A View From IBM: Challenges Of Scaling AI, Automating And Closing The C-Suite Knowledge Gap

by David O' Toole

As VP & General Manager IBM Automation Europe, Mike Hobday operates on the cusp of two worlds - Industry 3.0 and Industry 4.0, traversing the boundaries between automation and automating at scale and championing the use of “21st-Century tools, rather than 20th century processes”.

After more than a decade at IBM, Mike has spent the past three years focused on process automation, combining robotics and AI, among other technologies, to help move IBM and its client organisations further into the future of work.

Following a tour of UCL Here East, he speaks to Marlin Hawk about the challenge of scaling and the impact of the knowledge gap among senior talent.

Mike, can you tell us what a typical day looks like for you at IBM?

I speak at a conference almost every week, providing IBM’s point of view on automation and the future of work. It’s a really hot topic, but the best part is advising and working with boards and senior leadership at client organisation, across all industries and sectors in Europe.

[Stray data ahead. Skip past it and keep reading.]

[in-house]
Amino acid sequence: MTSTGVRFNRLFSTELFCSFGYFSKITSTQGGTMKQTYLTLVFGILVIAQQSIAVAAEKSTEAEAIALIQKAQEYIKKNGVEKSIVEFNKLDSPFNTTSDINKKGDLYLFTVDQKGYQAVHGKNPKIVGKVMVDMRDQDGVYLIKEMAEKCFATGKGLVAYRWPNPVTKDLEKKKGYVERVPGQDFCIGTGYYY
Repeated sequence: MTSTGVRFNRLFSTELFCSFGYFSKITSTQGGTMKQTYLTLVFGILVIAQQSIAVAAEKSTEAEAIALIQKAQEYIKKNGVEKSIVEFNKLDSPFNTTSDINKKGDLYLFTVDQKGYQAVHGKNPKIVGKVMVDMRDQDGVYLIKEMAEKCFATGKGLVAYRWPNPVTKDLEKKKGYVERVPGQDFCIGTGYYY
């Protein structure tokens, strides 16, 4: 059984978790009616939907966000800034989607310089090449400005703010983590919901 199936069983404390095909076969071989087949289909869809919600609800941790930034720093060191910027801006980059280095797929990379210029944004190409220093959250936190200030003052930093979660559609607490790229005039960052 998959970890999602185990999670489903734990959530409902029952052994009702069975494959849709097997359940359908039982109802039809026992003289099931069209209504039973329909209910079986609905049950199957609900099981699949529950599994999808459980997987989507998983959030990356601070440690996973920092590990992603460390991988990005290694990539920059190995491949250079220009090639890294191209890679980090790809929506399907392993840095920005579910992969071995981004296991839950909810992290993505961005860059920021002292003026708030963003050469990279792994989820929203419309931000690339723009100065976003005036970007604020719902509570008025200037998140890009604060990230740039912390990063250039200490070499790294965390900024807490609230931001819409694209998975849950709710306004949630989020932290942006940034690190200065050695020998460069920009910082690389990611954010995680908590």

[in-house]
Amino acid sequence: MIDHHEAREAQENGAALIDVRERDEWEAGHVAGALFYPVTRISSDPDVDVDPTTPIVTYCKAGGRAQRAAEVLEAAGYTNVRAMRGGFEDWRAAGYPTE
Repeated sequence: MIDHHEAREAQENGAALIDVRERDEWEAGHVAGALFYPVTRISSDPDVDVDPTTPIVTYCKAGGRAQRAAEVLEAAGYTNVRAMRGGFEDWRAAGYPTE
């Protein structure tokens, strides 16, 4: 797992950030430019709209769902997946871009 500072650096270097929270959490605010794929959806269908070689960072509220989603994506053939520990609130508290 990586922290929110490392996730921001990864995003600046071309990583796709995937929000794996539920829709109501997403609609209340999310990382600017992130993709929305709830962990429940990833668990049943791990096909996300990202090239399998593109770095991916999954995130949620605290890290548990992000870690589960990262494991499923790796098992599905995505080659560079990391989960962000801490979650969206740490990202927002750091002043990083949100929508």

I’m working with clients who recognise the shift taking place between Industry 3.0 and Industry 4.0. It’s not about finding point solutions, saving this headcount or that cost through automation. It’s about how companies can use automation at scale. Successful transformation across all business lines requires automation in an engineered, governed way that preserves the fabric of the organisation but moves the workforce towards higher value activities that boost the performance of the business, eliminating routine. That’s what my team and I focus on.

A new generation of tools now allows documents and emails to be read, photographs and videos to be understood, conversations to be automated, intent to be determined and enriched with advanced analytics. Together they pave the way to a new workplace in which every role, activity and task has been automated or augmented with AI in some way. 

This future of work, the source of competitive advantage in new AI and robotics enabled operating models, is absolutely at the top of the CEO, COO, CFO agenda.

Lastly, and probably most importantly, I am building a team across Europe in IBM Automation. Given the nature of my work, there are a lot of graduates and apprentices joining me to build solutions that will define the workplace for their generation.